The classification used here is deficient. It has already been mentioned that the tie-breaking "position" criterion begs the question. In a sense, the use of such a criterion is the most serious deficiency of this study. In another sense, it is largely irrelevant. Given criteria adequate to assign every lithology in the chosen area-interval to one of the recognized a priori classes, the need for tie-breaking would have been automatically removed. This study has been chiefly concerned with the mechanical procedures whereby useful conclusions would be reached, given, as a point of departure, just such an objective and unambiguous classification of cyclothemic units.
The following brief discussion is intended as the barest food for thought concerning the difficulties to be encountered in any future attack on problems of classification. The discussion is in terms of the specific questions asked here, but the implications are more general.
In the Moore ideal, the type-5 unit is pivotal between the hemicycles in such a way that if physical transgression and regression is visualized, then unit 5 represents maximum transgression or the so-called "deep-water" limestone. It may be true that the presence of fusulinids is one of the best criteria for recognizing such a unit. Still, the type-5 unit which contains fusulinids at one locality may be physically continuous with a limestone which is type-3 at another locality because fusulinids are lacking. If a true facies change is so indicated, such a situation need not concern us too much. On the other hand, if other faunal elements remain the same we may legimately wonder whether presence of fusulinids is that important. With special regard to the present study, it is probable that fusulinids may be lacking in the descriptions of some measured sections though present at the outcrop.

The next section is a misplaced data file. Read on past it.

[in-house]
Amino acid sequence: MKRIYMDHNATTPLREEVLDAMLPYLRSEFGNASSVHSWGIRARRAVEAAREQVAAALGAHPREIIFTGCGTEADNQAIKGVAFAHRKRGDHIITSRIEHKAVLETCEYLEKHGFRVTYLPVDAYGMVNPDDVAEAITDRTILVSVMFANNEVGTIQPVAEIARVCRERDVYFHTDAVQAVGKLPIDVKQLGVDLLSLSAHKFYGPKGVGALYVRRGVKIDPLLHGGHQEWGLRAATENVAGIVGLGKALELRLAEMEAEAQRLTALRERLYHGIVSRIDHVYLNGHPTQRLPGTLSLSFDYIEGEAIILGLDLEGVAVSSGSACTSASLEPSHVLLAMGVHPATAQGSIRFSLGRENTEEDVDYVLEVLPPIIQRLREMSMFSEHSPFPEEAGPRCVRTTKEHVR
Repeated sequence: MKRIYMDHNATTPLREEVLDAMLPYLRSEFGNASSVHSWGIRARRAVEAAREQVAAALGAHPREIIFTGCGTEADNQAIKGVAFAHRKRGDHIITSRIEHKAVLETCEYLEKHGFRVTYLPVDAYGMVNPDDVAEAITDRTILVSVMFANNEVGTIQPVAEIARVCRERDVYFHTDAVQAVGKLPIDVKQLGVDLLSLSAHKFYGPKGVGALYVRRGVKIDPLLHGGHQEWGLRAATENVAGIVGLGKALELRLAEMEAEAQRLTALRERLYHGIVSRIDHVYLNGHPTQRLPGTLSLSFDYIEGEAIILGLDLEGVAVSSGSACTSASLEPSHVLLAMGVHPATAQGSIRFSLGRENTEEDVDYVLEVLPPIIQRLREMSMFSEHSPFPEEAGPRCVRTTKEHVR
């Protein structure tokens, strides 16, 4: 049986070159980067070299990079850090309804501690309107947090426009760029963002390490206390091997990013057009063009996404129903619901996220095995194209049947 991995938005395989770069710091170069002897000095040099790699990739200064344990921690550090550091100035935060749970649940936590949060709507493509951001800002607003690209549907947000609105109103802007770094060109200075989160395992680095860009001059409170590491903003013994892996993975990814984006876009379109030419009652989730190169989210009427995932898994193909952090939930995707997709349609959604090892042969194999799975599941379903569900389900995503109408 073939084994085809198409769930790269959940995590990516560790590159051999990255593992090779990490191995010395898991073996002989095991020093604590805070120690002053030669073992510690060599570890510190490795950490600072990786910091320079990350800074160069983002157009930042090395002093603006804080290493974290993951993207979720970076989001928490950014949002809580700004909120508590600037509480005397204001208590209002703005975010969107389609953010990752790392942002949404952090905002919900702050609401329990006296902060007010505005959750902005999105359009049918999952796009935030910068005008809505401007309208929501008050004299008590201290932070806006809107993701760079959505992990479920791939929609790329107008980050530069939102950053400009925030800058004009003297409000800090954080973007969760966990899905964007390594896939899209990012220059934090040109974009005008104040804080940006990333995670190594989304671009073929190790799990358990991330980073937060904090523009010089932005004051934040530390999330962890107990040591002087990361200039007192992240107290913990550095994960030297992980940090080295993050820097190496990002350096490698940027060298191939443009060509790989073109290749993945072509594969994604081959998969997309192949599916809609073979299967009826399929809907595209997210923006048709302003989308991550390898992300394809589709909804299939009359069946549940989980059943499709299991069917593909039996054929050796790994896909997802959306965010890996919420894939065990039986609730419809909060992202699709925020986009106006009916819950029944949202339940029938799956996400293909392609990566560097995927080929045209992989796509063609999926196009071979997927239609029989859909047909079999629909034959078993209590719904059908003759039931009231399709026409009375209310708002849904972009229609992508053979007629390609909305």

The limestones encountered in the sections used for this investigation are fusulinid-bearing, fossiliferous (no fusulinids), or unfossiliferous; massive to thin bedded and often wavy bedded; hard and dense to soft, argillaceous or "punky"; pure to ferruginous or otherwise impure; and so forth. Almost any combination of such adjectives describes some limestone in the interval considered. In what sense can all nonfusulinid limestones be considered equivalent? In particular it seems likely that the many impure and thin-bedded limestones interbedded with shales and not distinguished as members should be separated from other type-3 units.